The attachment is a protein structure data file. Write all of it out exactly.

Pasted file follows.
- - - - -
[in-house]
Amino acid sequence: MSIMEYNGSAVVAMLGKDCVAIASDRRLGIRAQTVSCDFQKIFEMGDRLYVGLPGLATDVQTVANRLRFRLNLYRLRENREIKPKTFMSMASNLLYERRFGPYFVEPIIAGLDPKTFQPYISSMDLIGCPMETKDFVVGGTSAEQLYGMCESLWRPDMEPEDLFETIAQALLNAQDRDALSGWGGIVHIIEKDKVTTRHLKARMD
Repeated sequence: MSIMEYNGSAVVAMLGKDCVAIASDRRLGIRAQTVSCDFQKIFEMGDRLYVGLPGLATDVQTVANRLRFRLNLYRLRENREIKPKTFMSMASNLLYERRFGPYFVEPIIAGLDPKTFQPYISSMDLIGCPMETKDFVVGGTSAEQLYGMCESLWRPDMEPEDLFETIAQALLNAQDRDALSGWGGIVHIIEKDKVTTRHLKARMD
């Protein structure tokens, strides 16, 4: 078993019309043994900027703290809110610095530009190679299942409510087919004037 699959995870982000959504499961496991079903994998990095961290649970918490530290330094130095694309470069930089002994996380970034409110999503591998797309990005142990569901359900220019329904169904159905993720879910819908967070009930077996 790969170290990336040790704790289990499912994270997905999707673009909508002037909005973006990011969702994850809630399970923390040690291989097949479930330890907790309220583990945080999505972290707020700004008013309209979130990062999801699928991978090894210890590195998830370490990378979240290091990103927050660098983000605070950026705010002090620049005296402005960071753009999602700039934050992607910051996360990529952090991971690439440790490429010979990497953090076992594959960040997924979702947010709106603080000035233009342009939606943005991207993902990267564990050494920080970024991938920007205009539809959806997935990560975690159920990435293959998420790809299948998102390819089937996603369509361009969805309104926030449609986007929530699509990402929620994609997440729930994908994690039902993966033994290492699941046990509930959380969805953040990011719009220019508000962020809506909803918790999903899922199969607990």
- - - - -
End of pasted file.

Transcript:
[in-house]
Amino acid sequence: MSIMEYNGSAVVAMLGKDCVAIASDRRLGIRAQTVSCDFQKIFEMGDRLYVGLPGLATDVQTVANRLRFRLNLYRLRENREIKPKTFMSMASNLLYERRFGPYFVEPIIAGLDPKTFQPYISSMDLIGCPMETKDFVVGGTSAEQLYGMCESLWRPDMEPEDLFETIAQALLNAQDRDALSGWGGIVHIIEKDKVTTRHLKARMD
Repeated sequence: MSIMEYNGSAVVAMLGKDCVAIASDRRLGIRAQTVSCDFQKIFEMGDRLYVGLPGLATDVQTVANRLRFRLNLYRLRENREIKPKTFMSMASNLLYERRFGPYFVEPIIAGLDPKTFQPYISSMDLIGCPMETKDFVVGGTSAEQLYGMCESLWRPDMEPEDLFETIAQALLNAQDRDALSGWGGIVHIIEKDKVTTRHLKARMD
């Protein structure tokens, strides 16, 4: 078993019309043994900027703290809110610095530009190679299942409510087919004037 699959995870982000959504499961496991079903994998990095961290649970918490530290330094130095694309470069930089002994996380970034409110999503591998797309990005142990569901359900220019329904169904159905993720879910819908967070009930077996 790969170290990336040790704790289990499912994270997905999707673009909508002037909005973006990011969702994850809630399970923390040690291989097949479930330890907790309220583990945080999505972290707020700004008013309209979130990062999801699928991978090894210890590195998830370490990378979240290091990103927050660098983000605070950026705010002090620049005296402005960071753009999602700039934050992607910051996360990529952090991971690439440790490429010979990497953090076992594959960040997924979702947010709106603080000035233009342009939606943005991207993902990267564990050494920080970024991938920007205009539809959806997935990560975690159920990435293959998420790809299948998102390819089937996603369509361009969805309104926030449609986007929530699509990402929620994609997440729930994908994690039902993966033994290492699941046990509930959380969805953040990011719009220019508000962020809506909803918790999903899922199969607990």